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Choeung Ek to be refurbished

Choeung Ek to be refurbished

OFFICIALS have approved a plan for restoring the memorial stupa at the Choeung Ek Genocidal Centre that focuses largely on minor aesthetic improvements.

At a meeting Wednesday, officials from the centre, City Hall and the municipal Department of Culture and Fine Arts discussed steps that should be taken to improve the stupa, namely repairing the roof and clearing out dust and spider webs, said Ros Sophearavy, the centre’s deputy director.

Ros Sophearavy emphasised that no dramatic alterations to the stupa were included in the plan.

“We will preserve the original style, and we will not change it,” she said.

She said that the restoration process would begin “very soon”, but could not say how long it would last or how much it would cost. She said that visits from tourists would not be disrupted.

Located in Dangkor district, Choeung Ek is the site at which thousands of inmates from Tuol Sleng, the most notorious Khmer Rouge detention facility, were executed, often with a blow to the back of the head with an oxcart axle.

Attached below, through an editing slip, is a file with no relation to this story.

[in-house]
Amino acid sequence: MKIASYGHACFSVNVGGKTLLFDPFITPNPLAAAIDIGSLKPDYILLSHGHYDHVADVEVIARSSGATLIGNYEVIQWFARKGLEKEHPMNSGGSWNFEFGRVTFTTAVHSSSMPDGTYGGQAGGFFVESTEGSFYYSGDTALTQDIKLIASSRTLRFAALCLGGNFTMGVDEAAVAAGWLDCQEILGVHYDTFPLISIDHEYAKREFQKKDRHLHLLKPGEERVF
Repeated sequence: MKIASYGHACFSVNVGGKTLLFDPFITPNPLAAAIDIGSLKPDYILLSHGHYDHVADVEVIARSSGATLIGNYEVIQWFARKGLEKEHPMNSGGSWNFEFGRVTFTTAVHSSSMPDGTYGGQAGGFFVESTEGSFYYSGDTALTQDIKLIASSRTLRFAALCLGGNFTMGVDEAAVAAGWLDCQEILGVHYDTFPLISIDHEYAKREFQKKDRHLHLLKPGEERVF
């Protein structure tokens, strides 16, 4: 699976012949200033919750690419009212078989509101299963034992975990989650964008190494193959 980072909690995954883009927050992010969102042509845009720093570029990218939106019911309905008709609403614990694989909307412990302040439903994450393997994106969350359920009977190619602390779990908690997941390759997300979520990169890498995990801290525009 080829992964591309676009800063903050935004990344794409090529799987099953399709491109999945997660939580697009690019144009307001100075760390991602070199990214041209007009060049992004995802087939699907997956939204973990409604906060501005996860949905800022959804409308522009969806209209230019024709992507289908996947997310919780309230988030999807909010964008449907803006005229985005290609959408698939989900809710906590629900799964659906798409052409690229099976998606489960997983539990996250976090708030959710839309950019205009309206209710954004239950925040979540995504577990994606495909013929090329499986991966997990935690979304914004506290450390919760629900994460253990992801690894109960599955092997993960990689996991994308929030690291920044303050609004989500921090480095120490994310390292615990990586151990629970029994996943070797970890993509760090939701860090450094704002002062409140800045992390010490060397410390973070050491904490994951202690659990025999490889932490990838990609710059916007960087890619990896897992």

Construction of the memorial stupa began in 1988, and it was inaugurated in 1989 to mark the 10-year anniversary of the fall of the Khmer Rouge to Vietnamese-backed forces.

The stupa contains 8,985 skulls.
In 2005, City Hall signed a 30-year contract handing over management of the site to JC Royal Co, a Japanese firm.

The contract is set to be reevaluated next May, Chour Sukty, the museum’s director, said yesterday.

Youk Chhang, director of the Documentation Centre of Cambodia, yesterday reiterated his position that the arrangement with JC Royal should be terminated so that Cambodia could manage the site.

“I think the government should take it back,” he said.

“Based on the experience from the past, I think Cambodians want to preserve their own memory.

“If there is a chance to get it back, City Hall should take it back.”

But Chour Sokty said that cooperation between the museum and JC Royal was smooth, and that he believed the arrangement would remain in place until the 30-year contract expired.

“We use the name of the company, but we manage it ourselves,” Chour Sokty said. “We never have any problem, so we will just go on and on.”

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